Peter Geoghegan

Peter Geoghegan is the editor-in-chief of openDemocracy. His latest book is Democracy for Sale: Dark Money and Dirty Politics.

Short Cuts: At NatCon London

Peter Geoghegan, 1 June 2023

Iheardthe National Conservatism Conference before I saw it. Rounding a corner in Westminster last Monday morning, I was met with the high-pitched whine of a cheap amplifier turned up too loud. On the mic, the long-time anti-Brexit campaigner Steve Bray was ululating ‘Why, why, why, Suella?’ to the tune of Tom Jones’s ‘Delilah’. He finished with a rhyming...

Short Cuts: Libel Tourism

Peter Geoghegan, 16 March 2023

Last May​, I was invited to the Ministry of Justice to take part in a discussion of ‘Strategic Lawsuits against Public Participation’ (Slapps): legal cases whose purpose is to harass, intimidate and silence public criticism. I was ushered into a small, airless room with a group of other journalists and civil servants. Nothing would be attributed, we were assured, but our...

Short Cuts: On Greensill

Peter Geoghegan, 6 May 2021

Labour hopes that sleaze is Johnson’s weakness. Internal party polling suggests the scandals are registering with voters, particularly in the ‘Red Wall’ seats. The shadow cabinet office minister, Rachel Reeves, has called for an ethics and integrity commission to guarantee standards in public life (but Cameron made grand promises in opposition too). Greensill has prompted a panic about lobbying, but the real and enduring scandal is the power of money in British politics. Cameron, like Tony Blair and many others, saw nothing wrong in selling his access to the highest bidder. Britain’s political culture appears intensely relaxed about perceptions of cronyism and nepotism. Corporate donations grease the wheels for lucrative public contracts. Honours are dished out to party funders. Last December, Johnson defied the recommendation of the Lords Appointment Commission when he elevated the Tory donor Peter Cruddas to the Lords.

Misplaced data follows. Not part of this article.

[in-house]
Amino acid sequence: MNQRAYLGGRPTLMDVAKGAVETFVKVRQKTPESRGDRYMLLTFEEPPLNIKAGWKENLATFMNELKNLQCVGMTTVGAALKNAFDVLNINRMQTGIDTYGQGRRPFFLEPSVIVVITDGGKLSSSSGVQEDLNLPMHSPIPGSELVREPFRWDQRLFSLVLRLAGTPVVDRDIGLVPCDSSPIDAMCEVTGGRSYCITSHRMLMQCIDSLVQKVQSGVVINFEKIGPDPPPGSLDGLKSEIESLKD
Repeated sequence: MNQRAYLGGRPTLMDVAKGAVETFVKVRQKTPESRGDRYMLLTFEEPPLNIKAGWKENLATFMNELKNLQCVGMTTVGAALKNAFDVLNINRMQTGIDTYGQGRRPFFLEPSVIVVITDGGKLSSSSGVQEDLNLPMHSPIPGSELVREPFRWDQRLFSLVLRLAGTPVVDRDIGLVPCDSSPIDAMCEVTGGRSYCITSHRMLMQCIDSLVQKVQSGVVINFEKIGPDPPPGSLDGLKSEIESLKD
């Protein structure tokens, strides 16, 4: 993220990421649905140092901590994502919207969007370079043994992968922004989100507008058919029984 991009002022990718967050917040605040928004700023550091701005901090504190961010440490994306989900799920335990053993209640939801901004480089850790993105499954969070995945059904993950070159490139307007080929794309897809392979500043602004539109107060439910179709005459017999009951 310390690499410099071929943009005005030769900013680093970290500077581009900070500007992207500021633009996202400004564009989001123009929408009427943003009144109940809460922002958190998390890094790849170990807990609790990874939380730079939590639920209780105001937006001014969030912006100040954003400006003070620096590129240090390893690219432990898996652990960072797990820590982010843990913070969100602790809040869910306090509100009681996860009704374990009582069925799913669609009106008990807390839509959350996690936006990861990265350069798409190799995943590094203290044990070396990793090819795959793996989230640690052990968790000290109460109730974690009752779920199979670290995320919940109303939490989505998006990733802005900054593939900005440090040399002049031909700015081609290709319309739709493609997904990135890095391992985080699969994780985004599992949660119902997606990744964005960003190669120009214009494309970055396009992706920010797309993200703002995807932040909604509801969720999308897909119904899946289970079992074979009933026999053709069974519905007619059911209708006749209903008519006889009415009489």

Short Cuts: FOI

Peter Geoghegan, 4 February 2021

Tony Blair​’s long-winded memoir A Journey (2010) is strikingly light on self-recrimination. He regrets ‘with every fibre of my being’ the hundreds of thousands of deaths in Iraq, but ‘can’t regret the decision to go to war’. George W. Bush was ‘a true idealist’. Even Silvio Berlusconi comes in for praise. Blair did, however, lambast himself...

Cronyism and Clientelism

Peter Geoghegan, 5 November 2020

Within six months of resigning as Brexit secretary, David Davis was earning £3000 an hour as an ‘external adviser’ to JCB – itself a major donor to the Conservative Party. Nick Clegg now works for Facebook. Sajid Javid became an adviser to J.P. Morgan barely six months after leaving Number 11. Theresa May earned more than her annual salary as prime minister from two cancelled speeches she was to give to J.P. Morgan this year. Such stories only serve to feed voters’ growing mistrust of politics. Will politicians be willing to anger Silicon Valley or big banks if the same firms are likely to feather their nests almost as soon as they step away from the cabinet table? Is the implicit message that acquiescence in office will be rewarded with a well-remunerated sinecure? Westminster is intensely relaxed about the perception of impropriety. In Washington, powerful congressional committees investigated some of Donald Trump’s most trusted lieutenants. But British politicians have little to fear beyond reprimands from toothless watchdogs or lurid tabloid headlines.

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